Friday, April 01, 2005


A pirate Tale 65 - Forward into the past


Slappista was as angry as anyone had ever seen him. It had not been a good eight hours.

It started after midnight, when Slappista’s eyes had suddenly flown open as if on springs. The unformed thought that had been nagging at the back of his brain most of the day, preventing him from truly enjoying the taunting of Fanny, suddenly sprang in his consciousness.

Why was Slappy so confident? What was the reason for his sudden refusal of battle and his flight to Diego Garcia?

Slappista was not a man given to introspection or doubts. But now, in the quiet and dark, his mind kept going back over the conversation with his cousin. What did he mean, “Check your hole card?”

Unable to sleep, Slappista went up to the deck. The Festering Boil was somewhere ahead in the darkness. It was a fast ship, able to take advantage of the light air. Slappista’s ship, La Herida que Filtra de la Cabeza, might have been able to keep up – might, Slappista conceded – but Olor Tremendo de Conchita would have fallen behind, and the lumbering carrack, Sabado Gigante, for all its vast expanse of canvas, would have been lost in the distance because of its great weight. Slappista wanted to keep the ships together to preserve his advantage. It made no sense to let Slappy fight them one at a time. Better to hammer him with one massive stroke.

Besides, Sabado Gigante carried the treasure, and Slappista didn’t want that getting too far away.

So they’d have to plod along in Slappy’s wake, but Slappista wasn’t worried. He didn’t doubt Slappy had told the truth when he said he was headed for Diego Garcia, although what advantage he thought that would give him against the combined firepower of the three ships Slappista couldn’t guess. Still, he decided, when dawn came it would be a good idea to double the watch. He was confident, but not stupid.

Lights flickered from the ships in the grey hour just before dawn. Slappista noted with satisfaction that the ships were keeping tight formation. Even Sabado Gigante was right where she should be, only a couple of cable lengths astern. He would not have been surprised to see her quite a bit farther back.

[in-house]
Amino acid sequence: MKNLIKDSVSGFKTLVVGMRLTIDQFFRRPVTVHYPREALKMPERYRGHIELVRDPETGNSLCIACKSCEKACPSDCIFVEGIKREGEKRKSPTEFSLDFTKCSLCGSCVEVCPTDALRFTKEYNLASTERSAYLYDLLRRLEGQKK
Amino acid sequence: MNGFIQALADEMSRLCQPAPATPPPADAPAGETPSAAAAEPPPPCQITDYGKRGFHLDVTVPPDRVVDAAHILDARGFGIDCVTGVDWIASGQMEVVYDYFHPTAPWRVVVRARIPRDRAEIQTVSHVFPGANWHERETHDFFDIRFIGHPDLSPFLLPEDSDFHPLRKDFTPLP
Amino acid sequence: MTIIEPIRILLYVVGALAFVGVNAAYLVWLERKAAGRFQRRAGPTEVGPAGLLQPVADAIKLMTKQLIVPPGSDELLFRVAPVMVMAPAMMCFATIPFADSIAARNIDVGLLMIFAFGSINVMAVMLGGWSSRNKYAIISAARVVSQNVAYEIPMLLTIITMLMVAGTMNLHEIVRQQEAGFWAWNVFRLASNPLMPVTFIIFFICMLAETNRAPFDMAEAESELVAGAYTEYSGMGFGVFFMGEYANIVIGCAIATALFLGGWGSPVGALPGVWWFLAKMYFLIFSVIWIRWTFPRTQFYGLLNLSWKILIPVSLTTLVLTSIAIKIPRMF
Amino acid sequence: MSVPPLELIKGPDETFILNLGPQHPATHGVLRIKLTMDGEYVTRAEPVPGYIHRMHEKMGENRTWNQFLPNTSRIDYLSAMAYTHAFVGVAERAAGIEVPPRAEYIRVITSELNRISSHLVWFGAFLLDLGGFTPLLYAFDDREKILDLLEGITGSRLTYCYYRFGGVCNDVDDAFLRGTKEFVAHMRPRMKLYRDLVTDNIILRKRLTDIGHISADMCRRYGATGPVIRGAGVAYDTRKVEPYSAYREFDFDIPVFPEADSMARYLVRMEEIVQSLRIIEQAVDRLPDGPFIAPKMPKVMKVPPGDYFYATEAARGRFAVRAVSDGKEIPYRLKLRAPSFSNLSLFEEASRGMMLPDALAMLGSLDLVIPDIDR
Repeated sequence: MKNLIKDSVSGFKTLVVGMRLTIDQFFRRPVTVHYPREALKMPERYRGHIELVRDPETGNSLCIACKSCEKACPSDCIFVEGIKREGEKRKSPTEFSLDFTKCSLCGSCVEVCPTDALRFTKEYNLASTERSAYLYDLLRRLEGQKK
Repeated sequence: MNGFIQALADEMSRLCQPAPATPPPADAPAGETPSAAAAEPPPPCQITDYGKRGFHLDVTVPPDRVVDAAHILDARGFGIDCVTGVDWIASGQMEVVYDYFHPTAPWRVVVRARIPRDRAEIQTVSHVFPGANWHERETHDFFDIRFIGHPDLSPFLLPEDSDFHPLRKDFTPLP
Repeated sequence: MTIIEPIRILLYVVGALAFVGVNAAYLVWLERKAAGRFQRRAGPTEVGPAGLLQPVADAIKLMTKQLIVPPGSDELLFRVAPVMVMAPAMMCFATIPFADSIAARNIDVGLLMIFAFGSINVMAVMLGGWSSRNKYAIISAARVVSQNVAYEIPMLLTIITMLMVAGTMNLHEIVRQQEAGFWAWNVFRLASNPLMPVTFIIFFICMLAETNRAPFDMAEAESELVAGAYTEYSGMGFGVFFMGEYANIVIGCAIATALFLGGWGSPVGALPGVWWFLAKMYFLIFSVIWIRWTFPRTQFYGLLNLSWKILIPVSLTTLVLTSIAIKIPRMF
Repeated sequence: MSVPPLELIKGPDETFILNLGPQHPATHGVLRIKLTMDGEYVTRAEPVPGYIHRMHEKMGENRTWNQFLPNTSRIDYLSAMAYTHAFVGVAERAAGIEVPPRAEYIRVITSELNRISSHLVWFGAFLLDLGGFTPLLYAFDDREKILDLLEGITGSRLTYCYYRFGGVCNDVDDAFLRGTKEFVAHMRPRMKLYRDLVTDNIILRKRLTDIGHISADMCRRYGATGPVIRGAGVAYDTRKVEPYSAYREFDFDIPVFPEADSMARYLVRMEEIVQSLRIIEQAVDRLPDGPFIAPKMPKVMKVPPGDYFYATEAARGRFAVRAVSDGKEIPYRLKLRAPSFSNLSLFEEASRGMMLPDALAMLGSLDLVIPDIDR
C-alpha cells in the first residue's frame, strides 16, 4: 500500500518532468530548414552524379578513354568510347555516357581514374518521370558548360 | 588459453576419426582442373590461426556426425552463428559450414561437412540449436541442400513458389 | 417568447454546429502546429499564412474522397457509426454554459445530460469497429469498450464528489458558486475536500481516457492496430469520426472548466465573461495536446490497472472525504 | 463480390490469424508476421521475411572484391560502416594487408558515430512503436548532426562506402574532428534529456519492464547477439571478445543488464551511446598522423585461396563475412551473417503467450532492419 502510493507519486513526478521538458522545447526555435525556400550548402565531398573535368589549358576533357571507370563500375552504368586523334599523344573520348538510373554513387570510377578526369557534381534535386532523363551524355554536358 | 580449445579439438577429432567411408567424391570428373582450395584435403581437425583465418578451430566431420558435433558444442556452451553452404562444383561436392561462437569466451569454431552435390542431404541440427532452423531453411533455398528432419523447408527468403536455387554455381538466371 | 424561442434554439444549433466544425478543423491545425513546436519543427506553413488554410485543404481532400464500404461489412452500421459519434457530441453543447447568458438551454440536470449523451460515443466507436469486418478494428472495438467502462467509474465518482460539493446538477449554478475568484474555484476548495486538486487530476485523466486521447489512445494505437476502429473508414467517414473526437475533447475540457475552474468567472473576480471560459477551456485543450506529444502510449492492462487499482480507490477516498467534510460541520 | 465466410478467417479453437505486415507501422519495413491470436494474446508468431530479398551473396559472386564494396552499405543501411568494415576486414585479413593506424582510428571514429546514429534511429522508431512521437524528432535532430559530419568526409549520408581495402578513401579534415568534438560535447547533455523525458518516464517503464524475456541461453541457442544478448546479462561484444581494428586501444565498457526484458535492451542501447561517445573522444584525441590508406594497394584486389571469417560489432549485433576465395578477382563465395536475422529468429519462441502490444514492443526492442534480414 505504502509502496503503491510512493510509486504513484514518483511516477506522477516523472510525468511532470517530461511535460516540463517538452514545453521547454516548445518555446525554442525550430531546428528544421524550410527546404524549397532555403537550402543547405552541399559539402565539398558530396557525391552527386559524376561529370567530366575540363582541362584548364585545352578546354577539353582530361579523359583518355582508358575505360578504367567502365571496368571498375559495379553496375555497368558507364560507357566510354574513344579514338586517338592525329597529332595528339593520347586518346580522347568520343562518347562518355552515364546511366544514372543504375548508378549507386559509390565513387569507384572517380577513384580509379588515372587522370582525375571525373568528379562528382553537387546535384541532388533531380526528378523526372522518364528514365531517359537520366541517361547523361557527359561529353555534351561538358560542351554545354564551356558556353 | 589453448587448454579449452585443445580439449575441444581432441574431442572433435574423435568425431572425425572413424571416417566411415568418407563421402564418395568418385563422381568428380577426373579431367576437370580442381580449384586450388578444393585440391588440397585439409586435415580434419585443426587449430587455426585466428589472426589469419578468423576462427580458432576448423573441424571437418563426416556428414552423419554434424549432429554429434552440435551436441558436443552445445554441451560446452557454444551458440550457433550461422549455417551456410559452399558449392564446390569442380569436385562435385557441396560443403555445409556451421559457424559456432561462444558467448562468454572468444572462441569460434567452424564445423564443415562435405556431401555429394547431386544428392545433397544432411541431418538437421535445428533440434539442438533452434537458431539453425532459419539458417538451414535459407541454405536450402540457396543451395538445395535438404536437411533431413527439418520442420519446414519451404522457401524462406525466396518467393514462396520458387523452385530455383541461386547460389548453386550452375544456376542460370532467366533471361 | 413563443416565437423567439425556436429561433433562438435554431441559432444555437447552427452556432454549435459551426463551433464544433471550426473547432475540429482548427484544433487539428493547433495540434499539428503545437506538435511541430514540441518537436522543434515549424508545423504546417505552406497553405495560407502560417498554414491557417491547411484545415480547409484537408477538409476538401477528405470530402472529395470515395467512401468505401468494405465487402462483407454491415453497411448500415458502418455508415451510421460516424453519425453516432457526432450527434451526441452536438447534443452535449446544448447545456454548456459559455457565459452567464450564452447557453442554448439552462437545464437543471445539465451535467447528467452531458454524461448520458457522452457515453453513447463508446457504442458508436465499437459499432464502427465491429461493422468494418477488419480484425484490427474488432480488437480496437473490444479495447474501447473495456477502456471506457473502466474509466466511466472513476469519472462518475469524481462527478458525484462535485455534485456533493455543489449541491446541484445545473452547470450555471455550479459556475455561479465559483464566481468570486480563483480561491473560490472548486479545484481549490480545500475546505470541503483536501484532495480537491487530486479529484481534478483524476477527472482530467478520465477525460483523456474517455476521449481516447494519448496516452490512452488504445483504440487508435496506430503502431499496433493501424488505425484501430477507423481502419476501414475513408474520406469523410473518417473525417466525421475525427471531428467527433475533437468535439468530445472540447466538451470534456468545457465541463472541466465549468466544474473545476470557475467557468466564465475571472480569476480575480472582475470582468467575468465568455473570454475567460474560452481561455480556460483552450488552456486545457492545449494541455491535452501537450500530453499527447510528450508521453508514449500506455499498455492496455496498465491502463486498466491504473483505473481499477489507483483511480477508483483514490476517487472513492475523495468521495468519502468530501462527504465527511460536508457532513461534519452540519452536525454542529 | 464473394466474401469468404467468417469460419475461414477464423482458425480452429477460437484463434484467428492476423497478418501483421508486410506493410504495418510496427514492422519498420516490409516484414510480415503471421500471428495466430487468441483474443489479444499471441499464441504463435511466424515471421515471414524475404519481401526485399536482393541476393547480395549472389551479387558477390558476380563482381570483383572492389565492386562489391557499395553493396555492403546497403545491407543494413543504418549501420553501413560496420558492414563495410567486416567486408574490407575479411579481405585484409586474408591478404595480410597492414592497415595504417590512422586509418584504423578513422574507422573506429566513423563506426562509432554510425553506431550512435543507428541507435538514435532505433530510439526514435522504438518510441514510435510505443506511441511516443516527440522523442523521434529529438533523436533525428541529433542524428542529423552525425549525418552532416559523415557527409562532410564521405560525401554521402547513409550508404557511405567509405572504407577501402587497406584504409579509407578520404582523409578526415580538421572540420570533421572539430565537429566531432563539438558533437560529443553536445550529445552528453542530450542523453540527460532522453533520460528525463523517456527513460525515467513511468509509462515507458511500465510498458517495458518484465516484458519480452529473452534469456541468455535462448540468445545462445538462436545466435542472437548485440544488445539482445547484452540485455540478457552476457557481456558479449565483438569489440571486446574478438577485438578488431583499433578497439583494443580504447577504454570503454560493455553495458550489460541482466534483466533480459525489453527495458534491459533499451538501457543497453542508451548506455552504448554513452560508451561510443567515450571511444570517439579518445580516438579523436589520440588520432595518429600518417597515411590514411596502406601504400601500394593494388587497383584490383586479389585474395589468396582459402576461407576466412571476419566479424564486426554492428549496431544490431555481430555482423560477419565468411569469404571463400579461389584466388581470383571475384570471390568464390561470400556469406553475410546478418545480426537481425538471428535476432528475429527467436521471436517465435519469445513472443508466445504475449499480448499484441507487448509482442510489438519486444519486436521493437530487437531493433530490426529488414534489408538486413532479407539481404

The ship began to come to life as the watch changed, and Miguel, the first mate, found his captain still at the rail. He came up beside him and waited for acknowledgment. Slappista wasn’t someone who liked being snuck up on.

“Ballesteros,” Slappista said. “I want the watch doubled. If Slappy’s up to something, I want to see it before we feel it.”

“Si, capitan.” Ballesteros looked out towards the other ships and grunted in surprise. “Gigante is keeping up? She must be riding light in the water.”

Slappista’s head snapped up. That was it. As he looked, he realized the carrack WAS riding higher in the water – not much, but now that the idea had occurred to him he could see it was true. He snatched his spyglass and counted. Sure enough, she seemed to be riding about two full board lengths higher than she had a few days ago.

“Miguel, signal Stinky that I’m coming aboard. NOW!”

It took minutes to get a party and lower the longboat, more minutes to row Slappista the 400 or so yards that separated the ships, then another minute for him to clamber up to the deck of the giant ship, minutes in which his sense of unease turned to an icy ball of dread. As he climbed aboard, he was greeted by Francois “Stinky” St. Claire, who seemed puzzled.

“Mon cheri, what are you doing back here?” he asked.

“The treasure. Everything is OK with the treasure?”

“But of course. Everything is fine. The holds are all locked.”

Slappista started to breath again.

“The girls must be sleeping, because they did not respond to our pounding on the door of the forward hold.”

“What?” Slappista asked. “Why are they in the hold?” That just seemed wrong to the Spaniard. The answer was worse.

“You told me to put them there, you giant goat dropping.”

“No I didn’t. I told you to make them comfortable and secure and keep your sailors off them or they’ll spoil the merchandise. Maybe you felt the hold was the safest place for them, but I never said anything about it.”

“No, not when you sent them over yesterday morning. But those were your exact words when you were here last night,” St. Clare said, spoiling Slappista’s morning completely.

“I was never here last night!”

“Mon ami, of course you were. Last night. Just after dark. I saw you strolling the gun deck, and when I asked you why you were back you said you wanted to change the disposition of the girls, moving them to the forward hold. You said all the treasure ...”

Slappista wasn’t listening. Sprinting to the gangway, then forward to the hold, he brushed the two guards at the door aside and tried to enter, but the hold was locked.

“Give me the key!” he shouted at the Frenchman, who produced it. He tried the key in the lock, but the door still wouldn’t open.

“What is this?” Slappista asked. He pulled his pistol from his belt and fired it at the lock, but the door was still blocked. “Break it down,” he said.

It took Slappista, St. Clare and two seaman three tries to push open the door, which had been blocked by large, heavy barrels. The barrels were the only objects in the hold, which should have been crowded with chests of gold and jewels and bolts of silk.

Slappista stood gaping as a sharp pain arched across his chest. St. Clare examined the barrels. “Dutch salted beef? We’d better check the other holds.”